My experience in the b-to-b industry spans several different areas, with a primary focus in general management since the mid '80s. I started in advertising sales, became an advertising director and then a publisher. A publisher is one of the alltime great media roles, and its face to the industry is unique. This is the way many of us grew up in the business.
Then I moved into operations, becoming VP-operations at Capital Cities/ABC. This job was essential preparation for my general management roles, starting with my first as president of the special interest consumer magazine unit.
This was during the "Murphy/Burke/Sias era" and it gave me true appreciation for operational excellence and the need for efficiency. The skills of an experienced publisher, together with operational expertise and an appreciation for product excellence, will be required as our industry moves forward. We need to focus on our strengths if we are going to be successful in this process.
As an industry, we have always been about bringing buyers and sellers together by generating leads—both in our publications and through our live events. This strength is not exclusive, and we need to continue to offer vehicles that allow for brand building by our clients. We need to be diligent and make certain that we are providing both print and online opportunities that deliver on their promise for our clients' needs.
During the nuclear winter of 2002–04, I actively participated in the search for more subscription-based properties to offset the advertising decline. A balanced portfolio should continue to be a priority.
Then the paid search model—or perhaps we should call it the "lead-generation model"—emerged, with Google leading the way, as the recovery advanced.
During this time, all of us accelerated the development of our online platforms—built around our strong brands—with community-based sites and strong lead-generation components. In spite of the cyclical nature of our business, advertising and sponsor-driven models—when combined with robust lead-generation programs—will remain strong and continue to be the most viable marketing vehicles for client companies in the diverse sectors we serve.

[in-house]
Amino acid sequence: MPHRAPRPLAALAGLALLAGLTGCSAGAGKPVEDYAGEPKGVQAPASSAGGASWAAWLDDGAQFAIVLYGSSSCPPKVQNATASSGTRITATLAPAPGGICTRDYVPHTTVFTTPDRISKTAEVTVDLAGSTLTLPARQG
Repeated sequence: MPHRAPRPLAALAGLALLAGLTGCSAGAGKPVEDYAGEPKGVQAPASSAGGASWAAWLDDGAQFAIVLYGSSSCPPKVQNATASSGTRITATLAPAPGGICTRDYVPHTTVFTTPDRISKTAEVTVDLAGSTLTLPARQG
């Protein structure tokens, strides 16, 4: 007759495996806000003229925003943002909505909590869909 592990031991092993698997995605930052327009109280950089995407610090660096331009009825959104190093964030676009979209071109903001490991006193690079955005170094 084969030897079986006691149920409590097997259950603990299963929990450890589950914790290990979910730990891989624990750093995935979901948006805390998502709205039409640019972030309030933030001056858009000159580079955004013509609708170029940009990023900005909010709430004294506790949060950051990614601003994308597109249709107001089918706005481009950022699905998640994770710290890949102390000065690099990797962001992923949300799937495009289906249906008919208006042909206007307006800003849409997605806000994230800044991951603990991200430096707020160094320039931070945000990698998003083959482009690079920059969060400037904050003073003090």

During this transition process, there will be disruptions. The ownership of these unique brands will continue to evolve, as new investors/owners come into the b-to-b market. Many weaker brands will not survive, and those that misjudge this migration will be replaced by those with a clearer vision of the future.
I believe this transition will continue to be greatly assisted by private equity funds that love our business, our cash flow profile and our low capital expenditures.
These investors embrace our models and understand that in a private light, we will re-engineer our models once again, as we have over the past 100 years. We must be prepared to go beyond our historic Fortune 1,000 accounts.
Through new "self-serve advertising options and other innovations" made available to the "long tail" by Google, Yahoo and Microsoft, we must open our audiences to small and midsize enterprises. Strategic investors will rediscover the strength of our re-engineered companies. Over the many sectors we serve as an industry, these companies will emerge from this period with their well-known brands intact and with new online offerings that will enhance their position.
Jim Casella is CEO-in-residence at Austin Ventures and was most recently vice chairman of Reed Business, the world's largest b-to-b media company. He can be reached at [email protected] hotmail.com.